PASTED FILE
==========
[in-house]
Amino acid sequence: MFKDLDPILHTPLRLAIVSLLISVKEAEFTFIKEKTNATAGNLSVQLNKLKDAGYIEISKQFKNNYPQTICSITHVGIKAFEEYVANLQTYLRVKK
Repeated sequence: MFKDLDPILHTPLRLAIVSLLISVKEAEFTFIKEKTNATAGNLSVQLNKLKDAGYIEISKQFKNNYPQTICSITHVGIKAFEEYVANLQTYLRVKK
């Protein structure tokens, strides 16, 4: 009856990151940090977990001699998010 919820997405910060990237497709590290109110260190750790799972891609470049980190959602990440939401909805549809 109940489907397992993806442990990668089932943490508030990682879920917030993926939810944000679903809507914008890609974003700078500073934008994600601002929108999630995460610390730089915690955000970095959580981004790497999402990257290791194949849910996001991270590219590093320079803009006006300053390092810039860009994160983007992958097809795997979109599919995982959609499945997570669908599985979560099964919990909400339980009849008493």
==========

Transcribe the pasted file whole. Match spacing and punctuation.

[in-house]
Amino acid sequence: MFKDLDPILHTPLRLAIVSLLISVKEAEFTFIKEKTNATAGNLSVQLNKLKDAGYIEISKQFKNNYPQTICSITHVGIKAFEEYVANLQTYLRVKK
Repeated sequence: MFKDLDPILHTPLRLAIVSLLISVKEAEFTFIKEKTNATAGNLSVQLNKLKDAGYIEISKQFKNNYPQTICSITHVGIKAFEEYVANLQTYLRVKK
């Protein structure tokens, strides 16, 4: 009856990151940090977990001699998010 919820997405910060990237497709590290109110260190750790799972891609470049980190959602990440939401909805549809 109940489907397992993806442990990668089932943490508030990682879920917030993926939810944000679903809507914008890609974003700078500073934008994600601002929108999630995460610390730089915690955000970095959580981004790497999402990257290791194949849910996001991270590219590093320079803009006006300053390092810039860009994160983007992958097809795997979109599919995982959609499945997570669908599985979560099964919990909400339980009849008493």